Note: The blog you are reading right now is no longer generated by Octopress. What you will read below is still useful if you're interested in Octopress, but you should not try to correlate what it talks about with the HTML/JavaScript you're seeing on the blog today. They won't match up exactly.

This is a very long post, but I wanted to capture the essence of all of the functional changes I made as part of deploying Octopress (excluding look and feel of the site). If I ever need this information again, it will be easier for me to read this post instead of sifting through a git commit log. And maybe something in here will be useful to someone else.

Here are the topics covered in this blog post:

• Remove /blog/ from URLs
• Remove line numbers in the Atom feed
• Add categories/tags to posts in the Atom feed
• Creating a categories index page
• Adding support for Clicky Analytics
• Changes to the 'new_post' Rakefile task
• Automatic renaming of post files to have the correct date in them
• Setting up Rake-Rewrite
• Making the 404 page actually return a 404 status
• Notifying Google, Bing, and Ping-o-matic after I make new posts
• Deploying to Heroku using an alternative approach

You can also see these changes in this GitHub repository if you prefer.

## Remove /blog/ from URLs

This one is pretty simple. I didn't want /blog/ as a part of any URLs. There are four changes to make this happen:

2. Move ./source/blog/articles/index.html to ./source/articles/index.html (and remove the empty ./source/blog/ folder)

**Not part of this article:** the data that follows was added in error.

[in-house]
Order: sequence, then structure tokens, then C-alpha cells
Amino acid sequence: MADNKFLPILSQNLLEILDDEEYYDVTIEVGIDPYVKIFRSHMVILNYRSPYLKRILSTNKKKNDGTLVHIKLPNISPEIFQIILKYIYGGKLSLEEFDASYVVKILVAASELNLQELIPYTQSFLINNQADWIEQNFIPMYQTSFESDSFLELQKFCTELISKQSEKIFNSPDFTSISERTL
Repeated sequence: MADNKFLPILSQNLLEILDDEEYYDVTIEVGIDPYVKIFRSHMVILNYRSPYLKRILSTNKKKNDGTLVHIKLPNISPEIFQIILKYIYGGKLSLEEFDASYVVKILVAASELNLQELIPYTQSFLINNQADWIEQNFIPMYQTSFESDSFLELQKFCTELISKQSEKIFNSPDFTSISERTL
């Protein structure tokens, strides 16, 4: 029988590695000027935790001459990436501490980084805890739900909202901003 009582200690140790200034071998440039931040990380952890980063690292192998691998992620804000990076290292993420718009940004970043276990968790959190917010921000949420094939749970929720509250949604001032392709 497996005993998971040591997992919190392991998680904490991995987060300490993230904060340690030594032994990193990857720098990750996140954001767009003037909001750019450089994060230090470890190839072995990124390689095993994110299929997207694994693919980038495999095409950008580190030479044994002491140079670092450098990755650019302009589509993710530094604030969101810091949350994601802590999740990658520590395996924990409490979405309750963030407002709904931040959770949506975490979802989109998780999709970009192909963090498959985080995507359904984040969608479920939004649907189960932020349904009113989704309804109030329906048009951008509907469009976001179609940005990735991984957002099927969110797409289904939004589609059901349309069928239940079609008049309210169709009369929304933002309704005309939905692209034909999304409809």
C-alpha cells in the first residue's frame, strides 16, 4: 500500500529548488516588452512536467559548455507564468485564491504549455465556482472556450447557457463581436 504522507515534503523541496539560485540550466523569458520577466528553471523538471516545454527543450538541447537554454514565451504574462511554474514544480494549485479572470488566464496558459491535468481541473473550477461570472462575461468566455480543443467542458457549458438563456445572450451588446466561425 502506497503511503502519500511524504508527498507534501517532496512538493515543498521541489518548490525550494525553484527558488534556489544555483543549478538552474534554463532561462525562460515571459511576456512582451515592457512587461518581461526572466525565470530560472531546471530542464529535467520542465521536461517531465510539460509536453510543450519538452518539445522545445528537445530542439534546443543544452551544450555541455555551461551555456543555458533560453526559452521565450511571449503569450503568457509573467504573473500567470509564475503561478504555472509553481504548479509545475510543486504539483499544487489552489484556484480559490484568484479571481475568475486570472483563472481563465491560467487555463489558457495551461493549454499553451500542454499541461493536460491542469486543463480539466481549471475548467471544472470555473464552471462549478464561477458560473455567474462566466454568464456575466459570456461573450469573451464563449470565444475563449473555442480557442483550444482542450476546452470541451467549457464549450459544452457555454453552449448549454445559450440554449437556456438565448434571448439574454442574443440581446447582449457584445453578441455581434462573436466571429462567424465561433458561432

4. Updated the "Blog Archives" hyperlink in ./source/index.html

Note, I think /blog/ has been removed from URLs by default in the next version of Octopress (2.1), so this may eventually be unnecessary.

## Remove Line Numbers in Atom Feed

Code snippets in Octopress are nicely formatted with syntax highlighting when you visit the actual web site. However, that formatting does not appear when a blog post is viewed in an feed reader like Google Reader because the web site's CSS is not getting applied. The result isn't horrible, but one thing that annoyed me was that line numbers still appear but without any padding between the line numbers and the code lines. I felt the result was actually pretty hard to read. My solution is to make the line numbers not appear in the Atom version of the post markup.

There are two parts to making this work. First, I defined a new Liquid filter (in ./plugins/custom_filter.rb) that looked for the column of line numbers and removes it. Note, I originally tried just hiding the column, but Google Reader strips out HTML style attributes for security reasons.

module CustomLiquidFilters
def remove_linenumbers(input)
input.gsub(/\<td\ class="gutter"\>.+?\<\/td\>/m, ' ')
end
end